The sentinel node detection techniques can be described as using an injection of a radiolabeled substance -into a tumor and then recording or evaluating the “downstream” activity of the radiolabeled substance to determine the degree of lymph node involvement. A clinician can use a pen-like gamma probe to trace or detect the signal associated with the radioactivity of the lymph nodes (such as during a surgical procedure).
It is also known that there are changes in glycolysis in normal versus tumor cells. The facilitative glucose transporters (GLUT 1-5 and 7) have been reported as proteins that regulate transport of glucose from the blood to cytoplasm. These proteins are passive transporters and, thus, provide glucose to the interior of a cell if a concentration gradient exists. As previously suggested, increased uptake of glucose by cancer cells may be due to an up-regulation of the GLUT genes responsible for the proteins. Because transport of glucose by these transmembrane proteins is passive, the concentration in the cytoplasm is kept below the level in the interstitial fluid. This means that glycolysis can accelerate to keep up with the process and to attempt to maintain the desired internal cell level or transmembrane concentration gradient. Therapies that disrupt a key element of glycolysis may arrest the avid uptake of glucose by tumors by reducing the transmembrane concentration gradient. [18F]FDG has been used recently to look at alterations in glucose uptake following radiation therapy. This observation may be important in assessing the onset of apoptosis due to radiation exposure. Glucose transport has been studied after induction of apoptosis by gene therapy designed for a rat tumor model. [11C]glucose labeled in the 1 and 6 carbon positions was used to look at the “pentose cycle.” This cycle preferentially selects carbon in the first position and incorporates it into CO2. Thus, it has been proposed that the ratio of C1/C6 could be predictive of the staging of gliomas. However, this proposed evaluation method may be difficult in that there is a low (approximately 5%) amount of glucose entering the pentose cycle and because the evaluation method is performed in successive runs (first for C1 and then for C6) with a clinically challenging PET isotope.
Despite the foregoing, there remains a need to provide cost-effective and/ or alternative methods, systems and devices that can individualize and customize therapy to improve response and outcome and/or otherwise monitor therapeutic response or delivery of radiolabeled agents in the body. There is also a need for methods, systems and devices that can provide increased information on normal and/or tumor glycosis and/or the impact of therapies on same.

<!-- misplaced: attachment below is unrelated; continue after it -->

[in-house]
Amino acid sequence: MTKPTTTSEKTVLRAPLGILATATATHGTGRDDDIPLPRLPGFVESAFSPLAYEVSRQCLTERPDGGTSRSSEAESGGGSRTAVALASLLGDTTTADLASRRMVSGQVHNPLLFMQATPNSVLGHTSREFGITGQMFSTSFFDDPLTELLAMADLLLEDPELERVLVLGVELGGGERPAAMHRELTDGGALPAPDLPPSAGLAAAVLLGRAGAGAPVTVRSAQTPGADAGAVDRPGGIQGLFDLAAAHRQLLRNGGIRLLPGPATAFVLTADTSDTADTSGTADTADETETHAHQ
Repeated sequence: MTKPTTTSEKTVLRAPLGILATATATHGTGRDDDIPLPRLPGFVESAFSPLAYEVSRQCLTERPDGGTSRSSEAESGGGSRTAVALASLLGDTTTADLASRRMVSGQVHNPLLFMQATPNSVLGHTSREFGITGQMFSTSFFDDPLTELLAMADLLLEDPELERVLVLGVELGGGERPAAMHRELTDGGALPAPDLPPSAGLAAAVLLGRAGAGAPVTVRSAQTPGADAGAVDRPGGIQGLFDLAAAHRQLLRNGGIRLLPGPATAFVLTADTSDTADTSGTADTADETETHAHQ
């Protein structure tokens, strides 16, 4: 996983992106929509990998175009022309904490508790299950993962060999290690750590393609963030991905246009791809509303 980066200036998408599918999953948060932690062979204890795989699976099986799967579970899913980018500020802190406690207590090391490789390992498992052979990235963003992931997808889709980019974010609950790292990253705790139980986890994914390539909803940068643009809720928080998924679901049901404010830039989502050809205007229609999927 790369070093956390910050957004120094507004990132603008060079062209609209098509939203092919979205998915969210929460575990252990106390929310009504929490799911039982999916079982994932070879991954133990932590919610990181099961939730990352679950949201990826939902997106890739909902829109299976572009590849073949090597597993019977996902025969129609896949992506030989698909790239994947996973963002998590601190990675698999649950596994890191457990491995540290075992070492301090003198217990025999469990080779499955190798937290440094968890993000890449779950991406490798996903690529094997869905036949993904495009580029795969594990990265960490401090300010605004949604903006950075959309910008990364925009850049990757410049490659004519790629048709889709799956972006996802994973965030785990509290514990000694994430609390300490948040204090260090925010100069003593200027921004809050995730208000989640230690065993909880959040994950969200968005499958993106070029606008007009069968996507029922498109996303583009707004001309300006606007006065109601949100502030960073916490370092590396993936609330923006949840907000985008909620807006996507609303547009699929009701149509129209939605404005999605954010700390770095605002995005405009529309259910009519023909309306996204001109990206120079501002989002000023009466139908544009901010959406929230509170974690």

The present invention provides methods, systems, devices and computer program products for in vivo dynamic monitoring of detected radiation which is emitted from localized tissue in a target region of the body over a selected response or watch period. Generally described, the monitoring can be carried out as a general metabolic assessment, to evaluate or monitor therapy types (including antibody and pharmaceutical therapies) and/or to obtain data and evaluate metabolic, biokinetic parameters, or predictor variables associated with the in vivo detected radiation. The data can be used, inter alia, to: (a) predict or assess the likelihood that a planned treatment will be effective (before or after a first or subsequent therapeutic dose is actually administered to the subject); (b) identify which drug or drugs will provide a suitable clinical response for that subject; (c) monitor intratumoral kinetics; (d) study pharmacokinetics and/or pharmacodynamics; (e) study the impact of modifying agents, treatments, or procedures on drug or antibody uptake and/or retention or tumor kill or morbidity; (f) measure uptake, trapping, or retention of radiolabeled analytes (for any desired treatment, whether drug, antibody, and/or radioimmunology); (g) study an individual's bio-response to a therapy; (h) exclude certain therapy choices; and (i) to evaluate metabolic activity or behavior.
Operations of certain embodiments can be carried out to assess glycolysis and/or to examine specific therapies with respect to altered glycolysis or dynamic changes in glycolysis. Such analysis may be carried out by employing [14C]glucose and/or glucose derivatives as well as the resulting constituents resulting from the glycolysis or metabolic biochemical process in the body.